• Service pupil premium is available for children who have parents serving in the Armed Forces

Virtual School Headteachers are accountable for pupil premium funding for Looked After Children (LAC). 

Eligibility data is taken from the school census, meaning it is vital to accurately identify these students. Some eligible pupils are harder to identify than others. For example, those who have previously been in care or adopted. 

A good method for this is to communicate regularly, and through all mediums, to parents and carers. Evidence can be brought into school and redacted so that these children can be supported.

Pupil premium strategy funding 2024/25

Pupil premium funding varies each academic year and a school’s strategies will depend on the amount of funding they receive. 

Pupil premium funding for 2024/25

The Department for Education sets out the payment schedule as follows:

Payments will be sent to local authorities on: 

  • 28 June 2024
  • 30 September 2024
  • 31 December 2024
  • 31 March 2025

Payments will be sent to academy trusts (and free schools) on: 

  • 8 July 2024
  • 8 October 2024
  • 9 January 2025
  • 8 April 2025

Payments will be sent to non-maintained special schools on: 

  • 19 August 2024
  • 18 October 2024
  • 17 January 2025
  • 18 April 2025
The Senior Leader’s Guide to Pupil Premium [Updated for 2023/24]

The Senior Leader’s Guide to Pupil Premium [Updated for 2023/24]

Everything you need to know about pupil premium funding and how to use it effectively.

Why do schools need a pupil premium strategy statement?

Schools are held accountable for using pupil premium funding to improve the educational outcomes of disadvantaged pupils. They should make a clear difference to the lives and future of their learners. 
Outside agencies, such as Ofsted, will look at a school’s pupil premium strategy statement to ensure they are using funding effectively and following the guidelines for what pupil premium can be spent on. Schools must publish their strategy plan on their website.

Schools with 5 eligible pupils or fewer are not required to publish a pupil premium strategy statement. 

While Multi-Academy Trusts (MATs) can pool funding and implement their strategies across multiple academies, each academy must still publish its own pupil premium strategy statement for its educational setting.

School leaders must effectively identify the challenges faced by disadvantaged students in their context and form evidence-based solutions and evaluate the impact.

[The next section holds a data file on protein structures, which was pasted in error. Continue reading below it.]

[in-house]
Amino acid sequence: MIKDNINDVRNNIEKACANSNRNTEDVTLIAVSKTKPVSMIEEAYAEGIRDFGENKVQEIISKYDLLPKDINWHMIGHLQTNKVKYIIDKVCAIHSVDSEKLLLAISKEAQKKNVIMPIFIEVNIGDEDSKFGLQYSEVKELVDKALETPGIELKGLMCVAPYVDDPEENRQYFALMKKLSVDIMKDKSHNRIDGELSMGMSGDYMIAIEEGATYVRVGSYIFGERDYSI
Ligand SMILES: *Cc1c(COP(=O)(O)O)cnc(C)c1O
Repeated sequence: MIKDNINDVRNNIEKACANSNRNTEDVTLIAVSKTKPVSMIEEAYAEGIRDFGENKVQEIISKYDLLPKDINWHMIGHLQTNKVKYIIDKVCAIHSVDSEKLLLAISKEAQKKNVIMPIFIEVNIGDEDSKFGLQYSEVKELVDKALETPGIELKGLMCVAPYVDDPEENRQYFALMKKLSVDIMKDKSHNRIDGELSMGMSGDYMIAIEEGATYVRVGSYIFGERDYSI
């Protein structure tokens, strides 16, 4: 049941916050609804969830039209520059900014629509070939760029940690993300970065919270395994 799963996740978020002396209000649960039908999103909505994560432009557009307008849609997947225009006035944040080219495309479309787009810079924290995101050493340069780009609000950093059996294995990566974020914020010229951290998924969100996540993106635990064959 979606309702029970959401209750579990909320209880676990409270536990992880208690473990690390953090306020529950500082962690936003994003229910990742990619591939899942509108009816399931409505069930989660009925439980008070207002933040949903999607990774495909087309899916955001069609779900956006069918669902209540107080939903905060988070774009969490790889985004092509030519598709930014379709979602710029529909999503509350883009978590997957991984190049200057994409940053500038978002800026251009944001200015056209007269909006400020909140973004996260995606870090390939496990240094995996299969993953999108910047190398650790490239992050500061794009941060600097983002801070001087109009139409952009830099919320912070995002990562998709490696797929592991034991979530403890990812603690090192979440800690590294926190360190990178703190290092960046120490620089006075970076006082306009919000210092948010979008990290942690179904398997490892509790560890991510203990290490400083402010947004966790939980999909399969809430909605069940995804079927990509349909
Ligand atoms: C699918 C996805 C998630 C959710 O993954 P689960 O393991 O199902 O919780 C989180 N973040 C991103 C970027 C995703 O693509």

Each strategy should fit the context of the school and pupils. Having a strategy statement helps school leaders identify the strategies that are not making a difference and discontinue them.

‘Everything works somewhere: nothing works everywhere’

Educationalist Dylan Wilaim

Pupil premium strategy statement guidance for school leaders

Making a positive impact on pupil attainment is not straightforward and a strategy statement helps keep schools and school leaders accountable. 

Interventions highlighted in the statement should be evidence-based and reflect the challenges faced by eligible pupils in school. Off-the-shelf strategies may not work for everyone. 

The Education and Skills Funding Agency conditions of grant identifies the following as permitted use of the funding:

  • For the benefit of pupils registered at the school that receives it
  • For the benefit of pupils registered at other state funded schools or academies – for example, when hosting summer schools which welcome pupils from other schools
  • On community services whose provision furthers the benefit of pupils at the school – for example, where Virtual Heads (responsible for LAC PP grant) deem it beneficial to do so, such as art therapy outside of the classroom, or training of local authority staff to raise awareness of LAC

Other exceptions for pupil premium funding use include: 

  • Pupils, such as young carers, who are not eligible for funding but would benefit from additional support
  • Whole class teaching approaches and training that benefit non-disadvantaged students such as high quality teaching strategies or CPD